“Coques” (singular: coca), in Valencian, are an entire division of “flat breads” typical from the area. They’re sometimes called “tortas” in Spanish, but most commonly referred to as “cocas”. Continue reading “Coca de Fira”
On arrival to the agroturismo, we were offered an aperitivo, with olives, crisps, bread, cheeses, and white wine from the region, produced by a nearby vineyard.
After we had either opened our appetite or obliterated it with cheese, it was time to have dinner.
This was the opening, and I really liked its simplicity: bread, rosemary, olive oil and very mature figs. The combination of sweet and salty worked really well, and the rosemary added that extra complexity of aromas for a memorable snack.
✍? Adding it to my list of “things to replicate at home” ?
Or, another of Ottolenghi’s salads! (although I diverged from the recipe in his book). Continue reading “Radish and beans salad”
We attended this afternoon workshop at their Borough Market baking school a few weeks ago. It was actually my Christmas present, but we have been so busy lately that we could only find time in March to do it!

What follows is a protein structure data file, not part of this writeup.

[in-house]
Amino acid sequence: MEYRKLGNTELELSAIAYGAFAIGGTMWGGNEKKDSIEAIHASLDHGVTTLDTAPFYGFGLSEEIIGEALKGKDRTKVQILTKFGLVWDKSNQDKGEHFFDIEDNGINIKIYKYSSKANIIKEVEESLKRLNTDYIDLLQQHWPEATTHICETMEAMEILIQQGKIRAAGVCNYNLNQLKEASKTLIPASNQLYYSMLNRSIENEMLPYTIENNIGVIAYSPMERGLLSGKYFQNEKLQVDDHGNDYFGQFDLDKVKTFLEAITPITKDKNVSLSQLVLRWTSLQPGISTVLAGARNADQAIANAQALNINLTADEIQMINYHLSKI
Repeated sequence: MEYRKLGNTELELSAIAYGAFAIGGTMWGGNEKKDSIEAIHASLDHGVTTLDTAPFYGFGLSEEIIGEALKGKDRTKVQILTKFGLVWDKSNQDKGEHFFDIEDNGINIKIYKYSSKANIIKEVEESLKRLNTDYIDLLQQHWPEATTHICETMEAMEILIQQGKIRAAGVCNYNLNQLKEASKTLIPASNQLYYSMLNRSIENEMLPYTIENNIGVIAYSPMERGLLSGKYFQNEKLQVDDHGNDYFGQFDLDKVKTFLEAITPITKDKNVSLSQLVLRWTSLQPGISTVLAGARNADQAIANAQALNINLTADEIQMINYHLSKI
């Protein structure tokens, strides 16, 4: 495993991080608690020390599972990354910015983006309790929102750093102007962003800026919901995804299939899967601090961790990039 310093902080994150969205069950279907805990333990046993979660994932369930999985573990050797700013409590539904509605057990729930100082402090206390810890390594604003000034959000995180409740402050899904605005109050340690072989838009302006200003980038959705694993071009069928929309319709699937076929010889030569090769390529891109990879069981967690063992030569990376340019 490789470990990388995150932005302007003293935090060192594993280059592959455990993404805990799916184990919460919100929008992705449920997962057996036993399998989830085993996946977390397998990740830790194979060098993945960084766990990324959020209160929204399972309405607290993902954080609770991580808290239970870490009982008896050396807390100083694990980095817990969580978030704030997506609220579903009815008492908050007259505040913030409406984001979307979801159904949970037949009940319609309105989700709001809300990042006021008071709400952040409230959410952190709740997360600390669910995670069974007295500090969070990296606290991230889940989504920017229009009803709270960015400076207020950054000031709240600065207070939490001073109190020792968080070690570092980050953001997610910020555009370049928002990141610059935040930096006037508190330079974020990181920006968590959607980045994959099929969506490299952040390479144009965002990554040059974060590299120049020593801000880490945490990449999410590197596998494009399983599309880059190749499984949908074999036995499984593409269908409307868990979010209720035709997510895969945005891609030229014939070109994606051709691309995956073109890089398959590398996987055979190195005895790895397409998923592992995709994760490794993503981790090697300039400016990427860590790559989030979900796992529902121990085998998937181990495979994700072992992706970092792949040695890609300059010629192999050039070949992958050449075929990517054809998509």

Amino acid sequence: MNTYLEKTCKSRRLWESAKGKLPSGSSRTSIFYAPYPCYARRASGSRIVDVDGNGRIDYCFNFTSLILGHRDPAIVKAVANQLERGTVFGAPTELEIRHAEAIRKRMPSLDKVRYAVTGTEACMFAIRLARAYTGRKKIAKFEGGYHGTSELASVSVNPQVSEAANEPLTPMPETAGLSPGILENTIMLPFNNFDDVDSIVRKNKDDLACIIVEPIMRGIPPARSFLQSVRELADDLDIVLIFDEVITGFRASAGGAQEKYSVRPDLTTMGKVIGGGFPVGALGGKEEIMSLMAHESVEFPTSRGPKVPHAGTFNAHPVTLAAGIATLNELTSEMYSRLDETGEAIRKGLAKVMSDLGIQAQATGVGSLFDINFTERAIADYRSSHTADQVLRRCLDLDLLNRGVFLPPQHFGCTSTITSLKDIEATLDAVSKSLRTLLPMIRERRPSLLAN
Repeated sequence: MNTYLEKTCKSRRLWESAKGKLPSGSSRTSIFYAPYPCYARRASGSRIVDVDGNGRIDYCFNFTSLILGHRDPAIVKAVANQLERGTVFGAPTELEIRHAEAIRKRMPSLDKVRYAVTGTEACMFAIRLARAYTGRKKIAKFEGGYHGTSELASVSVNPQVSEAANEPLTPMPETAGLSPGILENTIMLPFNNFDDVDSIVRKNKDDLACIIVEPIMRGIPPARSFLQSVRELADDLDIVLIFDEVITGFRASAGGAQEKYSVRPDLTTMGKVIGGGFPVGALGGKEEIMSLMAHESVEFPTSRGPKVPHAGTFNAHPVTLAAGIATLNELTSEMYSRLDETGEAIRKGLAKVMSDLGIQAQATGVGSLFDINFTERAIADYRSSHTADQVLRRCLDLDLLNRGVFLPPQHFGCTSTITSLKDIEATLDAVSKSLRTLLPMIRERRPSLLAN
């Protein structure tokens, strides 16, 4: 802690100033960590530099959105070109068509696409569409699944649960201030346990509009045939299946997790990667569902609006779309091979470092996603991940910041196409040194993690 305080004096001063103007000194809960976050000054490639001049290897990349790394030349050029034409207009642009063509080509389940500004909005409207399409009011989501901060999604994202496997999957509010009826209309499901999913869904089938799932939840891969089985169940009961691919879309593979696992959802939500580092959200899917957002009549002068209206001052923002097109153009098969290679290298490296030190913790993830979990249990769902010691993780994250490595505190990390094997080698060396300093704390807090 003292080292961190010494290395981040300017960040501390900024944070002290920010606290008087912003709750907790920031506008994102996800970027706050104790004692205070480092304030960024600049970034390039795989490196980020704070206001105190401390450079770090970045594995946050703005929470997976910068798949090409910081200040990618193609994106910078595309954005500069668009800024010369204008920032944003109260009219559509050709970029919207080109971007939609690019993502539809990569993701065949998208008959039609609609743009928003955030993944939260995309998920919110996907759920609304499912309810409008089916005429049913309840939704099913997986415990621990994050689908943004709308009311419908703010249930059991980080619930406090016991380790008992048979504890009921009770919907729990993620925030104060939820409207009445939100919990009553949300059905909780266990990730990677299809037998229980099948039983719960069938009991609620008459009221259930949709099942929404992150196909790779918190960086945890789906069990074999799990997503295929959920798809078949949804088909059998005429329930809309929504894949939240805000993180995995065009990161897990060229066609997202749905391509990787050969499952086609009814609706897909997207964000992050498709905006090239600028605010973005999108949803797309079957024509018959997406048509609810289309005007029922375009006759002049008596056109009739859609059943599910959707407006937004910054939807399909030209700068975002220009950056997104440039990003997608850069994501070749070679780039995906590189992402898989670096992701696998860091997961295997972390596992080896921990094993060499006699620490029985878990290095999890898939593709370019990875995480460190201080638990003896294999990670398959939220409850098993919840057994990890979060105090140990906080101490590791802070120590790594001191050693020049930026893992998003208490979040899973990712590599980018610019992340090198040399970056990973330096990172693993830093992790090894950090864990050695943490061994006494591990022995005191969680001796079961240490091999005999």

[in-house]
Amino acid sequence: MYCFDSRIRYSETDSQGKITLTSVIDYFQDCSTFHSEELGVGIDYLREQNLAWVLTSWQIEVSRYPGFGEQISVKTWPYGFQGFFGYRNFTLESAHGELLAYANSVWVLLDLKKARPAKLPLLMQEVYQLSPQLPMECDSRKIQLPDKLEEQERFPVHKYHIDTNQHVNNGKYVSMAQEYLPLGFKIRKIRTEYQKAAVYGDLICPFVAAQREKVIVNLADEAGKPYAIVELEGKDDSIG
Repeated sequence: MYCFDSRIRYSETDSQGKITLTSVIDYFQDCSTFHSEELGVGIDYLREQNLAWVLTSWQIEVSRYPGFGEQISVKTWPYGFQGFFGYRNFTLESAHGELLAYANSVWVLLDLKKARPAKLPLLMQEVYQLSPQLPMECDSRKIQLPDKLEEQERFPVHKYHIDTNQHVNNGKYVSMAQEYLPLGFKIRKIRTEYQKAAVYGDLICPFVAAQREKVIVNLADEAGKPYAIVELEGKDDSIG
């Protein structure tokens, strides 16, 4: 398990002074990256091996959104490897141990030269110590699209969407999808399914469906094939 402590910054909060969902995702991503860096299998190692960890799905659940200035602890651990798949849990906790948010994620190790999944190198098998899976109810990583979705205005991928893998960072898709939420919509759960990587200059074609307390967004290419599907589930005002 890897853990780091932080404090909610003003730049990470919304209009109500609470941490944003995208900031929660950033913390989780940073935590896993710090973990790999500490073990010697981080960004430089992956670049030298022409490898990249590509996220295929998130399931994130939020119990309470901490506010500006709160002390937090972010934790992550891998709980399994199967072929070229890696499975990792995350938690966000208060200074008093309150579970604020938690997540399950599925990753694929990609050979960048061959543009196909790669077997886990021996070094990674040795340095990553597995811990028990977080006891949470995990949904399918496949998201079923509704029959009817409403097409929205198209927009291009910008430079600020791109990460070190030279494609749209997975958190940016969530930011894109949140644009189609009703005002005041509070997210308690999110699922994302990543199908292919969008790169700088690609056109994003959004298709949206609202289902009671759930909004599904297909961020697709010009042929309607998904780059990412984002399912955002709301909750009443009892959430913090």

It was really fun, the teacher was absolutely phenomenal and enthusiastic, and I am really embarrassed to admit that I did not remember her name, but thank you, Teacher!
I was a bit scared about baking because I have tried to bake breads in the past and they always ended up really flat and tough. But the workshop helped me realise what my main issues were:
- not enough time or the wrong environment for the yeasts to do their business,
- often, the capital sin: adding more flour instead of kneading more when the dough is sticky.
- I wasn’t really kneading!
And now I’m not terrified about baking anymore! 🙂